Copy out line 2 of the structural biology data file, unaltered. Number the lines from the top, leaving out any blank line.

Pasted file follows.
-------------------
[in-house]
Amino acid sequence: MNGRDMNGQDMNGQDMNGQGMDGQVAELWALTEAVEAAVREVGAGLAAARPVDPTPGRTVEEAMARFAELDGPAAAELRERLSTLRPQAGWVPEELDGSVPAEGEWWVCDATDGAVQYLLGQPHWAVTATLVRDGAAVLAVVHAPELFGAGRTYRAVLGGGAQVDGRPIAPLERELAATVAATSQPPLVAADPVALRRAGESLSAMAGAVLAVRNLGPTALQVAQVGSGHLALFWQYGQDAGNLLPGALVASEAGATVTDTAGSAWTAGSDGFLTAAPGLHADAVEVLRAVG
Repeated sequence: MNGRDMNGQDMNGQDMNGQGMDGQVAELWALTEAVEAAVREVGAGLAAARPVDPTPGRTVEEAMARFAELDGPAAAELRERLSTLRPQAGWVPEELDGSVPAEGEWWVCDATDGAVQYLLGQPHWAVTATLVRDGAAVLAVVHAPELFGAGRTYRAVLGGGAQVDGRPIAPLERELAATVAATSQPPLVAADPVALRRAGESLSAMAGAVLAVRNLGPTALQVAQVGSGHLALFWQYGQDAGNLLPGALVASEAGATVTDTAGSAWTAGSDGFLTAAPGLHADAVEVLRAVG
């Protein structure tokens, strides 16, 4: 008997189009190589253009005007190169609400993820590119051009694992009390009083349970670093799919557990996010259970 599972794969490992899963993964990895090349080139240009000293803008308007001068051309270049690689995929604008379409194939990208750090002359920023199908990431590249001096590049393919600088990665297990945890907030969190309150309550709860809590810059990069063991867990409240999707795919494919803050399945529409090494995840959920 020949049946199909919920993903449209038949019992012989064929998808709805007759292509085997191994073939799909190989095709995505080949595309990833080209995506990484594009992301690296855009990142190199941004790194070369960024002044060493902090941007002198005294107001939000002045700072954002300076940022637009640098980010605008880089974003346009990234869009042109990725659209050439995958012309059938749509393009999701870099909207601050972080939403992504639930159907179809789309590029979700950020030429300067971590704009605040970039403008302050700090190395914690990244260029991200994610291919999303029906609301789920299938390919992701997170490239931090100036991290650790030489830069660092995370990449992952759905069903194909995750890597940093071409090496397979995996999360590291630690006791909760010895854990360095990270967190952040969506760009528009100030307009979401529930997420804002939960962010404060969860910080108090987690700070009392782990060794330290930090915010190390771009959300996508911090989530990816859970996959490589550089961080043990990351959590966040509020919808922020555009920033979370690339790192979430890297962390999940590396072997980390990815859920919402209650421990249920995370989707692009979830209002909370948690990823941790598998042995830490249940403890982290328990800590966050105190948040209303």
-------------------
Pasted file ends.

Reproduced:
Amino acid sequence: MNGRDMNGQDMNGQDMNGQGMDGQVAELWALTEAVEAAVREVGAGLAAARPVDPTPGRTVEEAMARFAELDGPAAAELRERLSTLRPQAGWVPEELDGSVPAEGEWWVCDATDGAVQYLLGQPHWAVTATLVRDGAAVLAVVHAPELFGAGRTYRAVLGGGAQVDGRPIAPLERELAATVAATSQPPLVAADPVALRRAGESLSAMAGAVLAVRNLGPTALQVAQVGSGHLALFWQYGQDAGNLLPGALVASEAGATVTDTAGSAWTAGSDGFLTAAPGLHADAVEVLRAVG